R.N. Misra, J.
1. This is an appeal under Section 374 of the Code of Criminal Procedure, 1973, directed against the judgment of acquittal passed by a learned Magistrate acquitting the respondents of an offence punishable under Section 162(1) of the Companies Act, 1956 (hereinafter referred to as 'the Act').
2. Complaint was laid by the Registrar of Companies on the allegation that the Utkal Distributors Private Ltd. was incorporated as a company under the Indian Companies Act of 1913, on April 28, 1948, and is an existing company as denned under Section 3(1)(ii) of the Act. Under Section 159 of the Act, the company and its directors had the statutory obligation to file with the Registrar an annual return in the prescribed form made up to the date of the annual general meeting. The annual general meeting of the year 1971 . was to be held on or before the 30th of September, 1971, and the return had to be filed before the Registrar on or before November 29, 1971, as provided under Section 159(1) of the Act. The Registrar served notice on the officers of the company asking for compliance, but there has been default and such default has continued from 30th of November, 1971, till the date of complaint, i.e., 30th May, 1972. The default thus continued up to the date of complaint covering a total period of 182 days.
3. The defence plea was that the company became defunct from 1968 ; the employees of the company left service ; records of the company were seized by the C.B.I. and in spite of attempts, no meeting of the board of directors or the annual general meeting could be held.
4. Prosecution examined one witness and two witnesses were examined on behalf of the defence. The learned Magistrate recorded an order of acquittal by holding :
' According to Section 159 of the Companies Act the returns are to be prepared and filed with the Registrar within sixty days from the date on which each of the annual general meetings referred to in Section 166 is held. Therefore, the filing of the annual returns is dependent upon the holding of the annual general meeting. If there will be no annual general meeting then it is not possible for the directors and the company to prepare and file the returns with the Registrar. Not holding of the annual general meeting is an offence punishable under Section 168 of the Act. The prosecution has failed to say if there was any such annual general meeting. Under the circumstances the accused persons cannot be held guilty under Section 162(1) for not filing the annual returns with the Registrar of Companies.'
5. The judgment of acquittal passed by the learned Magistrate upon this reasoning is assailed in appeal.
6. When this appeal came up for hearing before our learned brother. Panda J., he directed the appeal to be heard by a Division Bench with the following observation :
' That in the relevant year, i.e., 1971, there was no annual general meeting as contemplated under Section 166 of the Act is not in dispute. The short point for consideration was if in consequence of not holding the annual general meeting a company is unable to place before it the annual return whether such a company would be liable under Section 162(1) of the Act or not. In this case, the plea of the respondents was that as the accounts had been seized by the C.B.I. in 1967, the managing director had resigned since 1967, and the directors were noticed to attend the annual general meeting in 1967, but they did not turn up, the annual return could not be prepared and produced and thereafter submitted to the Registrar within 60 days as required under Section 159(1) of the Act. The learned lower court held that the filing of the annual return is dependent upon the holding of the annual general meeting. Therefore, if there is no annual general meeting it is not possible for the directors and the company to prepare and file the return either before the annual general meeting or send the same to the Registrar subsequently. He further held that not holding of the annual general meeting is a different offence punishable under Section 168 of the Act.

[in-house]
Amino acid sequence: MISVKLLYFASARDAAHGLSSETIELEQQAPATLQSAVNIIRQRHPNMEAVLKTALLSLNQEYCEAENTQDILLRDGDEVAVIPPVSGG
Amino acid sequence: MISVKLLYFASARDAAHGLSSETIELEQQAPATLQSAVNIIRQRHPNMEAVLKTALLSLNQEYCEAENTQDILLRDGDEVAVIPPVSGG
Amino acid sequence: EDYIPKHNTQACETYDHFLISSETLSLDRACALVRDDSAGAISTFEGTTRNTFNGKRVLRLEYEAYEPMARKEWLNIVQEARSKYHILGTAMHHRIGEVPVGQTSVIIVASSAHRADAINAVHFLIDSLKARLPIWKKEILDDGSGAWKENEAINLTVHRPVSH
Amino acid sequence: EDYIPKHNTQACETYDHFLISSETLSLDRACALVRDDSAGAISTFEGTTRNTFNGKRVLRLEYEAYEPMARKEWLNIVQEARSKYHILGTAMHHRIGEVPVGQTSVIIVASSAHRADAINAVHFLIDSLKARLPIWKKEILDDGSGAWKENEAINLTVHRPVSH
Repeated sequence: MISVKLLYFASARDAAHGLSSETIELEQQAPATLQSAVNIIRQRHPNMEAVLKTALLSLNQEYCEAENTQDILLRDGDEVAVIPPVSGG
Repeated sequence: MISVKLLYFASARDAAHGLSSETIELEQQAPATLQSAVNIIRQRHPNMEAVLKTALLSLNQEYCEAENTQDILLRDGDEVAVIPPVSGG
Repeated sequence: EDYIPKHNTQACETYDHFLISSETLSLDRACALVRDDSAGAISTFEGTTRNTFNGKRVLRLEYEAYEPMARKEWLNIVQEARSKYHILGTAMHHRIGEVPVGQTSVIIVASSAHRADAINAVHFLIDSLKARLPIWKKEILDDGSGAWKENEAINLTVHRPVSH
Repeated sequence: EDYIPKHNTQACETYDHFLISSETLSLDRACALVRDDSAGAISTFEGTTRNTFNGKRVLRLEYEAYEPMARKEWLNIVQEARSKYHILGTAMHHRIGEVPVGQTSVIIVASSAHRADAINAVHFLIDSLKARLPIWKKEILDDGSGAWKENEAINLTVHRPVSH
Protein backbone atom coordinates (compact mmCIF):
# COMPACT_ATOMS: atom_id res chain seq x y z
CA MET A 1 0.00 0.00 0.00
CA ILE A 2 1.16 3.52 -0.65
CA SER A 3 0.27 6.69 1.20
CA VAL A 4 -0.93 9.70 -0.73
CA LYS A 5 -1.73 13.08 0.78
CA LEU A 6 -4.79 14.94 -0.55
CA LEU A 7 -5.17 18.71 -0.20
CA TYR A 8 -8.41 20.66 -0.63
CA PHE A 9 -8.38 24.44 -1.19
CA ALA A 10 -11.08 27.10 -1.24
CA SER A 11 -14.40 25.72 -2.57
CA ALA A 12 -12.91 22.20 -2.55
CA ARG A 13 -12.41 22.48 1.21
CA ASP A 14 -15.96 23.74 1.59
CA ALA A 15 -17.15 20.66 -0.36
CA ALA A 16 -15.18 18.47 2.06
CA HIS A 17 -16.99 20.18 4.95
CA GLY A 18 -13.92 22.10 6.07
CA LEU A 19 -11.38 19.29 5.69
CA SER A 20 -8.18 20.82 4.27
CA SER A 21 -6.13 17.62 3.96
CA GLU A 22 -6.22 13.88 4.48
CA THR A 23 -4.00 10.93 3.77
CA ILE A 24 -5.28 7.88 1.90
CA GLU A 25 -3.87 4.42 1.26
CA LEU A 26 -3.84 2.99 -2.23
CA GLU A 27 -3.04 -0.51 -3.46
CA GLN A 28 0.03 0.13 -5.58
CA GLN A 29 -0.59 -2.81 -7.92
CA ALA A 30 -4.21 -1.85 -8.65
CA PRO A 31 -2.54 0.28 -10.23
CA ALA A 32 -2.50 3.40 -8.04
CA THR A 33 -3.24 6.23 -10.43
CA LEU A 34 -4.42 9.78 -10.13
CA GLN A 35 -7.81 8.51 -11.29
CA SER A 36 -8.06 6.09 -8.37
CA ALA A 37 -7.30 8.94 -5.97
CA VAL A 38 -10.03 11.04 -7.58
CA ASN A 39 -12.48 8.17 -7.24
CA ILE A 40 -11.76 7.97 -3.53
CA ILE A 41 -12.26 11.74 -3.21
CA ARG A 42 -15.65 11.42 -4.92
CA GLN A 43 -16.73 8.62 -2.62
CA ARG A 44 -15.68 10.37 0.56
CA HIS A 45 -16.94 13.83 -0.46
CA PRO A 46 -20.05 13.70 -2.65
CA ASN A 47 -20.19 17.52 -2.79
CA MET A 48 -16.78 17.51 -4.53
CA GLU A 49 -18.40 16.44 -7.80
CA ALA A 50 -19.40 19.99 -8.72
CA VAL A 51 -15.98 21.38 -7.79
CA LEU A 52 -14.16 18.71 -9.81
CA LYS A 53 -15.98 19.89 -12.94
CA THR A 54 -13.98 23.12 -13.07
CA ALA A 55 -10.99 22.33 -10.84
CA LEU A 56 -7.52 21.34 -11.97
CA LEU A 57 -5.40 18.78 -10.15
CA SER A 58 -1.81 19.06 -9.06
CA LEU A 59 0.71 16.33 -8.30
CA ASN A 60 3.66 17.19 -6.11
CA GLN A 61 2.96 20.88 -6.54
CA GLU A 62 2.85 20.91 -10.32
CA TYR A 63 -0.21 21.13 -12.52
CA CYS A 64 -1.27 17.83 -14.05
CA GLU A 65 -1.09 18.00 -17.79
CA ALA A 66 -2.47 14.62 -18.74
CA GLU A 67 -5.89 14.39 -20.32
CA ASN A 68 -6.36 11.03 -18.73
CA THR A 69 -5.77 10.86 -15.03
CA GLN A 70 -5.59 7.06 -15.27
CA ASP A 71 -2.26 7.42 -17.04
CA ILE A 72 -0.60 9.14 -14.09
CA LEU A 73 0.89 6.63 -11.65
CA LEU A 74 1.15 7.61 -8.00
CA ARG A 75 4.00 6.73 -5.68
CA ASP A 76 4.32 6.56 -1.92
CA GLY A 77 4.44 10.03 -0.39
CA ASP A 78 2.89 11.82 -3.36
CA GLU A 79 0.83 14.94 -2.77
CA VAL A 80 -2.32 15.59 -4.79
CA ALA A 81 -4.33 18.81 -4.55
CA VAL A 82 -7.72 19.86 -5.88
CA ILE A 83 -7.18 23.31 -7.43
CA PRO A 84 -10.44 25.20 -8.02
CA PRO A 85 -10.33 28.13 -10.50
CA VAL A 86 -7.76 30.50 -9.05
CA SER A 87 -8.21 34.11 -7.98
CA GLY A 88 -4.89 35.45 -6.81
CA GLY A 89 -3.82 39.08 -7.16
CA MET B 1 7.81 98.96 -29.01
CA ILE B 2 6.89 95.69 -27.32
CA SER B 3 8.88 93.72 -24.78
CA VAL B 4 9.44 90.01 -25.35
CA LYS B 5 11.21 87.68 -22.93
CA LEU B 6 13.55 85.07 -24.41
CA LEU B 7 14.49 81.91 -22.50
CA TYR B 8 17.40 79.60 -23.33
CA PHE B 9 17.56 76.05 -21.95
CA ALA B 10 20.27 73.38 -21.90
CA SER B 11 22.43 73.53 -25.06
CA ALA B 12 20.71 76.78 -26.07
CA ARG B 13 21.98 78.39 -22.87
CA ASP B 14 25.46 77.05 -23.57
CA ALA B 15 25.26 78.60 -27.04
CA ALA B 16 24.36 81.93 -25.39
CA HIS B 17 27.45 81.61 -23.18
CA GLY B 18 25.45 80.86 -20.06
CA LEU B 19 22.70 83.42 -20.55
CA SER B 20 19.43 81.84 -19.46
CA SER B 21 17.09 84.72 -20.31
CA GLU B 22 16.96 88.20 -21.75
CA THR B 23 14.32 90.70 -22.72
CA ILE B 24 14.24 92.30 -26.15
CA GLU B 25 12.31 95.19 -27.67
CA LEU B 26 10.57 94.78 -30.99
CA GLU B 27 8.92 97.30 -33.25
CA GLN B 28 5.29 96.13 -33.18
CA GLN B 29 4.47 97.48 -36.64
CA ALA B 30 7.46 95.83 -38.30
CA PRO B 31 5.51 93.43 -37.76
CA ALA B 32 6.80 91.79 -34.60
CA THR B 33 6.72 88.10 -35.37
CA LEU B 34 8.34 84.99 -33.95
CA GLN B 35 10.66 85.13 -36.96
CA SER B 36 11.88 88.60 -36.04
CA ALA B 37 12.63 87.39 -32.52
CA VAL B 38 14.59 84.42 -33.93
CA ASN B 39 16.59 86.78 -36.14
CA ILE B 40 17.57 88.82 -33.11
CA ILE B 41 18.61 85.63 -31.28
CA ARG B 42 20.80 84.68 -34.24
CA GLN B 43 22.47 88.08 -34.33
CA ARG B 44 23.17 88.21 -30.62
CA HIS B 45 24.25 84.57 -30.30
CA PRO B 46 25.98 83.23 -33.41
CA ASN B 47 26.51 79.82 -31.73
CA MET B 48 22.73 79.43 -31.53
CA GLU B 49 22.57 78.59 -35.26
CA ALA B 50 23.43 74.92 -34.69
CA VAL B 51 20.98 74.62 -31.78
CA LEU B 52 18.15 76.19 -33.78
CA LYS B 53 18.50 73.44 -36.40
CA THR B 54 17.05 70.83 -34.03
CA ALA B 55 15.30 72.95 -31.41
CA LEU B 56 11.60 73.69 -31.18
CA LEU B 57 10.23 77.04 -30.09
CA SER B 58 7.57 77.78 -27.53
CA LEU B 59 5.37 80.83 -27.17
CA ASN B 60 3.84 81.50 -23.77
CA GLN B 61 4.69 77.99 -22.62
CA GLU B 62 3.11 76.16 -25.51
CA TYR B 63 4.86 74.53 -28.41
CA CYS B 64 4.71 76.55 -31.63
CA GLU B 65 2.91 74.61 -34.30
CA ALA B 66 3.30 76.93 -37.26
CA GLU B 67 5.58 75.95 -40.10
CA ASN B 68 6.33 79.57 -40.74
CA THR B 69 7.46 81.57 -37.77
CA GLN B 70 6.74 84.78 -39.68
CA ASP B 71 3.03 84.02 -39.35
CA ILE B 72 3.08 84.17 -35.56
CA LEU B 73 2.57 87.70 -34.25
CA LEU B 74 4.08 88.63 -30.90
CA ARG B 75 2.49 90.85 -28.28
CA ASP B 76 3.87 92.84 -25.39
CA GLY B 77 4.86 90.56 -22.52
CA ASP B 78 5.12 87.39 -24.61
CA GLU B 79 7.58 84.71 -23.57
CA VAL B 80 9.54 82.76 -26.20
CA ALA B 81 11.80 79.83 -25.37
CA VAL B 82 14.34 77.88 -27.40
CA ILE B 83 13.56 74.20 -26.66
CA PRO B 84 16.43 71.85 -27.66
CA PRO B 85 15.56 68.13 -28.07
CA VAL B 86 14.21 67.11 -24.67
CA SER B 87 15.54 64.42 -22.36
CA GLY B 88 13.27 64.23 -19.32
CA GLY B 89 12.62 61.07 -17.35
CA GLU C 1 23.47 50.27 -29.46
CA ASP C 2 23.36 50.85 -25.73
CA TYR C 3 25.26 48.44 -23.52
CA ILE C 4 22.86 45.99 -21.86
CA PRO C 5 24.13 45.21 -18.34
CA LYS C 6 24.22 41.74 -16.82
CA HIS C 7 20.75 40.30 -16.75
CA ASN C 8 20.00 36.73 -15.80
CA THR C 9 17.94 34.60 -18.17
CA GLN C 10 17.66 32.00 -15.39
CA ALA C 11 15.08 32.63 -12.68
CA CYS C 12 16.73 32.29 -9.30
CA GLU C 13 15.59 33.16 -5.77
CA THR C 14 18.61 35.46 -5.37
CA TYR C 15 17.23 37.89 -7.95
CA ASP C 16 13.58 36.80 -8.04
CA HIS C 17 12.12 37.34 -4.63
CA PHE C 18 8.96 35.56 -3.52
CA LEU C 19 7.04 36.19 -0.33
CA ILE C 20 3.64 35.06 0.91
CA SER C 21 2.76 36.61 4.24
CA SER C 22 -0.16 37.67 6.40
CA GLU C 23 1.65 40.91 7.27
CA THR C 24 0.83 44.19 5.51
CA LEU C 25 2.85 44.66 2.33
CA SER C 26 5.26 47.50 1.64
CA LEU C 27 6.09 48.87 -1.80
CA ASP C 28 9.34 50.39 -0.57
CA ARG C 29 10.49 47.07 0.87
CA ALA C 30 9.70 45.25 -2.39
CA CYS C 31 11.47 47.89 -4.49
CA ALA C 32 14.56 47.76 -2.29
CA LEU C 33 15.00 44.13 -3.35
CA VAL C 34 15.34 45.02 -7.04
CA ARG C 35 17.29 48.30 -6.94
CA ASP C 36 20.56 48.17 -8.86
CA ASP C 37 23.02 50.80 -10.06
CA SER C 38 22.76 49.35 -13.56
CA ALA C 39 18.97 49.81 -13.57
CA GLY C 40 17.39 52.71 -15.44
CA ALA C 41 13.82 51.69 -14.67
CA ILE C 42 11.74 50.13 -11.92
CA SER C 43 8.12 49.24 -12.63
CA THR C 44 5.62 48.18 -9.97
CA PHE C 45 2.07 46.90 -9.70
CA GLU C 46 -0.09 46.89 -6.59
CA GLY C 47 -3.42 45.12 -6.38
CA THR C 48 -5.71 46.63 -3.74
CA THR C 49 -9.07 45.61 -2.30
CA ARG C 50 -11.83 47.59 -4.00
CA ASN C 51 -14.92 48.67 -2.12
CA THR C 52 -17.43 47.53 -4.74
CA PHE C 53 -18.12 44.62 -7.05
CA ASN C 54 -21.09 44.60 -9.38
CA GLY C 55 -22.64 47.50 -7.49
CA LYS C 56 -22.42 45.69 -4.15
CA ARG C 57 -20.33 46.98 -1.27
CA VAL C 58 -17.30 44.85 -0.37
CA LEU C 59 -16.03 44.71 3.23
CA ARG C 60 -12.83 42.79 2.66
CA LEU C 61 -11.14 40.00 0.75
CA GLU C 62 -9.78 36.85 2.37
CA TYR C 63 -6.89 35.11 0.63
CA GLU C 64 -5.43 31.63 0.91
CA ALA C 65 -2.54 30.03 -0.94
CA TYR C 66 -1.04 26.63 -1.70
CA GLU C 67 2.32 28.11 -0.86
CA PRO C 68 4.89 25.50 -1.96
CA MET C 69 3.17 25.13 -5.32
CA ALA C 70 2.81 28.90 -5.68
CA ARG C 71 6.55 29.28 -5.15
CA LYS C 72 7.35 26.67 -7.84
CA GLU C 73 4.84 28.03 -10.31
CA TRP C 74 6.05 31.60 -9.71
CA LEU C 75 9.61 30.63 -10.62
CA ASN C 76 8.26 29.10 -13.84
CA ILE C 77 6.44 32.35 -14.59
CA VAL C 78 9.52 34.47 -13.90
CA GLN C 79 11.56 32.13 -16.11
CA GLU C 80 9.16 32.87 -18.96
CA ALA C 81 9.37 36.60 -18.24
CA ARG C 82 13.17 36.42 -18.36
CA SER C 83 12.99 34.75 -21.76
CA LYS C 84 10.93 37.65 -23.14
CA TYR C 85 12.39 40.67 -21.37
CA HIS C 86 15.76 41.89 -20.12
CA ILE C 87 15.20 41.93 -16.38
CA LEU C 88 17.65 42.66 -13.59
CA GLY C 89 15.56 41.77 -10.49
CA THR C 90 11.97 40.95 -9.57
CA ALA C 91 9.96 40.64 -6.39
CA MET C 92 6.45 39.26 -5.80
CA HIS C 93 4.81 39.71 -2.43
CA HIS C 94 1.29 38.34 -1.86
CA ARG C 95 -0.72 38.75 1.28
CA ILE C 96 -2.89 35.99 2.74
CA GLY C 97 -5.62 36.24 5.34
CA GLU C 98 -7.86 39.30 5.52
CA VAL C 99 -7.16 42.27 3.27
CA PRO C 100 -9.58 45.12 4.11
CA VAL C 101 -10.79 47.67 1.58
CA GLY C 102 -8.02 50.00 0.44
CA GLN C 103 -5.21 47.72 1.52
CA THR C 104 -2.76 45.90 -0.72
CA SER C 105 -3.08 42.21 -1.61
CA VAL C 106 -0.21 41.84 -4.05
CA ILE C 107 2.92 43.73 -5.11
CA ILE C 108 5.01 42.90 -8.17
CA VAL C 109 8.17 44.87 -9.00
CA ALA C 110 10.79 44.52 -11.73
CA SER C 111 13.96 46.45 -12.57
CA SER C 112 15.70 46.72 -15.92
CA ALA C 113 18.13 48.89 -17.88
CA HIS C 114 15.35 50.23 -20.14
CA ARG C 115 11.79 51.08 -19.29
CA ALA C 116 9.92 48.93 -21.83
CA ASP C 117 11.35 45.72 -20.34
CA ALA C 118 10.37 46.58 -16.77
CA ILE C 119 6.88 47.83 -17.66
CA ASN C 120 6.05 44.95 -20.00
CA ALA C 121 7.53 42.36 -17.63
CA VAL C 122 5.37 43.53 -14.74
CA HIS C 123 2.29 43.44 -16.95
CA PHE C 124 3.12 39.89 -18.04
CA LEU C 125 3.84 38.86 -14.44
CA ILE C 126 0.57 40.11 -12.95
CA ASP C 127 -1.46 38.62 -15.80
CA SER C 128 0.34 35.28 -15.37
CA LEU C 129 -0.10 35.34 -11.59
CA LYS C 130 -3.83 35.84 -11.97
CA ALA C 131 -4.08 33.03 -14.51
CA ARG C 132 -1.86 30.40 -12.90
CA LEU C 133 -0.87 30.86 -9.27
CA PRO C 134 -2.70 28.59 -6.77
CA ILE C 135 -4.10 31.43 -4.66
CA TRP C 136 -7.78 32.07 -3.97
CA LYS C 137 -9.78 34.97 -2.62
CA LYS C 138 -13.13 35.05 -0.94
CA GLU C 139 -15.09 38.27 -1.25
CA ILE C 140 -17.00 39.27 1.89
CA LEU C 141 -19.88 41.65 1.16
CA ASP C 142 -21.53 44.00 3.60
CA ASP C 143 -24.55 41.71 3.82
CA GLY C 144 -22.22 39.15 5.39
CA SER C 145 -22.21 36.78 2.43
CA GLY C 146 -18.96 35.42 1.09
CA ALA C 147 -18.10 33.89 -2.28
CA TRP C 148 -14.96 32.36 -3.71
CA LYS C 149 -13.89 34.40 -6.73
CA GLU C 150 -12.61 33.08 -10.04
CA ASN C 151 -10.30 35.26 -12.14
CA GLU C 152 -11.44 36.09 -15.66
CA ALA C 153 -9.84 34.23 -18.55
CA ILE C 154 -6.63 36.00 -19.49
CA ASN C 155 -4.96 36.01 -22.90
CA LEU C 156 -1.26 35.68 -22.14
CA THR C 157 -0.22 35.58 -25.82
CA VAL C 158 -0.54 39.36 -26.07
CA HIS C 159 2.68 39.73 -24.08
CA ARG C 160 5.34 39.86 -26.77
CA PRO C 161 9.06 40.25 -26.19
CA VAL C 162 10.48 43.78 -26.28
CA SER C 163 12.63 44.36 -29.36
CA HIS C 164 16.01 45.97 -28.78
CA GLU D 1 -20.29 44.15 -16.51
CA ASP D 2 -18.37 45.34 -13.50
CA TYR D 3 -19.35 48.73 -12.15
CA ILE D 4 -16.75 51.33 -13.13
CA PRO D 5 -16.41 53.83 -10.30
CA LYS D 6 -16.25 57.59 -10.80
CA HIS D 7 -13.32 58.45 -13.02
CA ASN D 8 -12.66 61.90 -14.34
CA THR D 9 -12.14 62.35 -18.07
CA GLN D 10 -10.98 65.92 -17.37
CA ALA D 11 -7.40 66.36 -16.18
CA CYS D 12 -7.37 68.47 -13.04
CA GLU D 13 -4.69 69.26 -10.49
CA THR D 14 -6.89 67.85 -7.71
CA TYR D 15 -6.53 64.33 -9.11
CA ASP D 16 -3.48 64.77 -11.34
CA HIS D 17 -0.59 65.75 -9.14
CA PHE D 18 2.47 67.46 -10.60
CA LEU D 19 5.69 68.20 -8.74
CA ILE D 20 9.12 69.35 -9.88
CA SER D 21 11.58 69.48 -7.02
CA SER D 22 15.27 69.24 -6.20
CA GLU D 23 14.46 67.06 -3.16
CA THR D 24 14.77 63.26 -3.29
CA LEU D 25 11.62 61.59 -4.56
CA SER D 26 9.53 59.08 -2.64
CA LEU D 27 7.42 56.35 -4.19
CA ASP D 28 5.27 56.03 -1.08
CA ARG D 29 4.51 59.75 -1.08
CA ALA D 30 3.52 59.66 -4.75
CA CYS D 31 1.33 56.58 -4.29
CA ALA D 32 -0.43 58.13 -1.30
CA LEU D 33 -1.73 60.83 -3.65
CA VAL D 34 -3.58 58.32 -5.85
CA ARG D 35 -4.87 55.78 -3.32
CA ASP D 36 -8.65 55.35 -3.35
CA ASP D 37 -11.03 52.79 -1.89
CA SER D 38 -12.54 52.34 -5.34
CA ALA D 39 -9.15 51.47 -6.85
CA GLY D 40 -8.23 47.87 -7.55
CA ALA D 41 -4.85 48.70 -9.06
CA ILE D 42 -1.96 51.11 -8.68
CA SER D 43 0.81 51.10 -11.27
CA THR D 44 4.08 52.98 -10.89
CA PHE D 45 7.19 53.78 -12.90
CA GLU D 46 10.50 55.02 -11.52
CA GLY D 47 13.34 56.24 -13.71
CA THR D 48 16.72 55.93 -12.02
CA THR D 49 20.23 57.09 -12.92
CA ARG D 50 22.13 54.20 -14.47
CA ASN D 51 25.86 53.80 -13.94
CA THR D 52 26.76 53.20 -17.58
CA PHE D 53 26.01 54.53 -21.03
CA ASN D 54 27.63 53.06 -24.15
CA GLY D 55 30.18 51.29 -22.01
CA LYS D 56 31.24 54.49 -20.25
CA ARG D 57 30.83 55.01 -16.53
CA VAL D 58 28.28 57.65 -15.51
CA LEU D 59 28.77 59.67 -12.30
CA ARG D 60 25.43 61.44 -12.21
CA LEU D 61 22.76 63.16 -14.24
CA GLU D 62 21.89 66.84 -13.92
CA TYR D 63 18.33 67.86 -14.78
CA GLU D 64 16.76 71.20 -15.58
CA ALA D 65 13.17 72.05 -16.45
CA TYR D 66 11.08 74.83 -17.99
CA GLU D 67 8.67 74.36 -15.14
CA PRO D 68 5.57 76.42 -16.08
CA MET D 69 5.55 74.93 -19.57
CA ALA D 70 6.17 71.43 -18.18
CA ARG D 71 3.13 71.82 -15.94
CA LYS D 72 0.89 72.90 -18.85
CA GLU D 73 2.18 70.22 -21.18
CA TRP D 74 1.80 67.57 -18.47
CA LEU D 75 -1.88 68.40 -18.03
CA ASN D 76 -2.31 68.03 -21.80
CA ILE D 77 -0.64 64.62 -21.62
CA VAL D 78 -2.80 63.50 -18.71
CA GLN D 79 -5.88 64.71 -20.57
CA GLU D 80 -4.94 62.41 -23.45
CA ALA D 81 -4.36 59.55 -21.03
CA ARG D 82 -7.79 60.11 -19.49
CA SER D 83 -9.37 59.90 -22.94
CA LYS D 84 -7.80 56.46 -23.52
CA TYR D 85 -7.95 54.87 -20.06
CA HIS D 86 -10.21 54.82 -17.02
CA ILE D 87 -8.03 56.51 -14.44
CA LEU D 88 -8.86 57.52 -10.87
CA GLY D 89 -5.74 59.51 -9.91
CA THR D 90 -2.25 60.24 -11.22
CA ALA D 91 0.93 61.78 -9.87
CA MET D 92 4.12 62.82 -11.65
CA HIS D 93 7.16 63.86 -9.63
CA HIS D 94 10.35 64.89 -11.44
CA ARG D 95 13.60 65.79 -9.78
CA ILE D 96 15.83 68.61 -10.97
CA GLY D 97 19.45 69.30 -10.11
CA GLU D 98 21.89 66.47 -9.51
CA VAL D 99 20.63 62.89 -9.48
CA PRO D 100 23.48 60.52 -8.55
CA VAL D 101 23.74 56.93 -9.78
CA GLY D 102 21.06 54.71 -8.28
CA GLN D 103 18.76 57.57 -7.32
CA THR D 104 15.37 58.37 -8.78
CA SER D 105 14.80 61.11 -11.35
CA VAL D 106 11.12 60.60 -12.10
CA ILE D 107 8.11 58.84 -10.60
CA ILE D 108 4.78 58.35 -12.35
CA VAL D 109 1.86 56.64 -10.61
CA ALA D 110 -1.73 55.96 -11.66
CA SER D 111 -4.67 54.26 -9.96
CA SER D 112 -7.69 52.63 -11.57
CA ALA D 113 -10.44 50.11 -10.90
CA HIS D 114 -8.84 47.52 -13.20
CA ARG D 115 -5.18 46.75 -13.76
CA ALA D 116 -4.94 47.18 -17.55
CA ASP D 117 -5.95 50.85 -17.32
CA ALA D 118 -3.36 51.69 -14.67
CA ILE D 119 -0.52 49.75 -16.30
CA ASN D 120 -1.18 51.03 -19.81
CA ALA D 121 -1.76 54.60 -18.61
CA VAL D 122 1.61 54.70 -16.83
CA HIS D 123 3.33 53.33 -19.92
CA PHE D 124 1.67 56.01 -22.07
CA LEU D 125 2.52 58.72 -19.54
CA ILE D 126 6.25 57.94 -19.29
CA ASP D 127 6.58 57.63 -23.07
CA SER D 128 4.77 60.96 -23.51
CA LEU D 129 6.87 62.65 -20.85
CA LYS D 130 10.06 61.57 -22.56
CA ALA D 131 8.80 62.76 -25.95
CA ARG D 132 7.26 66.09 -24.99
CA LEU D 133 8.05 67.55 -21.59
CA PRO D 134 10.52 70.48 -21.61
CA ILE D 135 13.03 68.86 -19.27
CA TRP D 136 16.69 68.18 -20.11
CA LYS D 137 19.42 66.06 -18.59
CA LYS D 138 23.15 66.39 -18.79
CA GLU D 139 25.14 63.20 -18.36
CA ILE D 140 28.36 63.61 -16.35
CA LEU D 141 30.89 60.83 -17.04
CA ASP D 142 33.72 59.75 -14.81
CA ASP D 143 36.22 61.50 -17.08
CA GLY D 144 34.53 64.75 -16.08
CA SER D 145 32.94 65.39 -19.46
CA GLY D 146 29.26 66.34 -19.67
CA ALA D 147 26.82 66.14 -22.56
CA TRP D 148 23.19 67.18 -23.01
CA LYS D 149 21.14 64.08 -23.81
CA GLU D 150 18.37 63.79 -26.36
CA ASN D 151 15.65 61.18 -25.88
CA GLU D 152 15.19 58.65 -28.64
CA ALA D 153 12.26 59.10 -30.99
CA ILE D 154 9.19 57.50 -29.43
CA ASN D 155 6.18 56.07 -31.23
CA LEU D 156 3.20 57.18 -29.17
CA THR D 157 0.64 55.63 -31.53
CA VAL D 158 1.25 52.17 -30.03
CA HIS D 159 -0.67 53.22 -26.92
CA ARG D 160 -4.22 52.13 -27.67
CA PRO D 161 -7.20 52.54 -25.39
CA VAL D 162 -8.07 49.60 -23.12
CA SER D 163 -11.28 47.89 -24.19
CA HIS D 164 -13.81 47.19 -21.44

The learned lower court seems to have missed the point. Under Section 159(2) of the Act it is provided thus :
The said return shall be in the Form set out in Part II of Schedule V or as near thereto as circumstances admit and where the return is filed even though the annual general meeting has not been held on or before the latest day by which it should have been held in accordance with the provisions of this Act, the company shall file with the return a statement specifying the reasons for not holding the annual general meeting.' So in this case non-submission of the return within 60 days as required under Section 159(1) is;an independent offence which makes the respondents liable under Section 162(1) of the Act. The point that obsesses me is the quantum of punishment. In an earlier case against these accused persons for the year 1969 they have been found guilty and the operative portion of the order runs thus :
The respondents 1, 2 and 4 failed to submit the annual return with the Registrar by that date and, therefore, they were in default from November 30, 1969, up to the date of decision of trail court, i.e., September 5, 1973. The result, therefore, is that the appeal is allowed and the order of acquittal passed against the respondents is set aside. Respondents 1, 2 and 4 are convicted under Section 162 of the Act and each of them is sentenced to pay a fine of Re. 0'50 for every day during the period from November 30, 1969, to September 5, 1973.....'
The company is to hold the annual general meeting every year. If in the said annual general meeting the annual return has not been filed for that year, that cannot be filed after the year lapses. On the expiry of any calendar year, the possibility of having the annual general meeting for that year vanishes arid thereafter the liability to have the general meeting of the subsequent year arises within the stipulated time. In the case of this company for an earlier period reported in  41 CLT 1356;  48 Comp Cas 106, 110 (Orissa) (Registrar of Companies v. Utkal Distributors Pot. Ltd.) Justice Mohanti has passed the order quoted above. Therein the liability to pay the fine has been from November 30, 1969, to September 5, 1973. Evidently November 29, 1969, was the last date by which the annual return of that year, i.e., 1969, should have been filed before the Registrar. So he has fixed the liability from November 30, 1969. The second date, i.e., September 5, 1973, is the date when the trial court acquitted the accused persons. The question that arises is whether beyond one year this fine could be imposed. In my opinion, the default continues at best for 15 months as per the provisions of Section 166 of the Act which lays down that every company shall in each year hold in addition to any other meetings a general meeting as its annual general meeting and shall specify the meeting as such in the notices calling it ; and not more than fifteen months shall elapse between the date of one annual general meeting of a company and that of the next. There is no rationale why the default should continue, as in the reported case, till September 5, 1973, when the S.D.M. delivered the judgment.'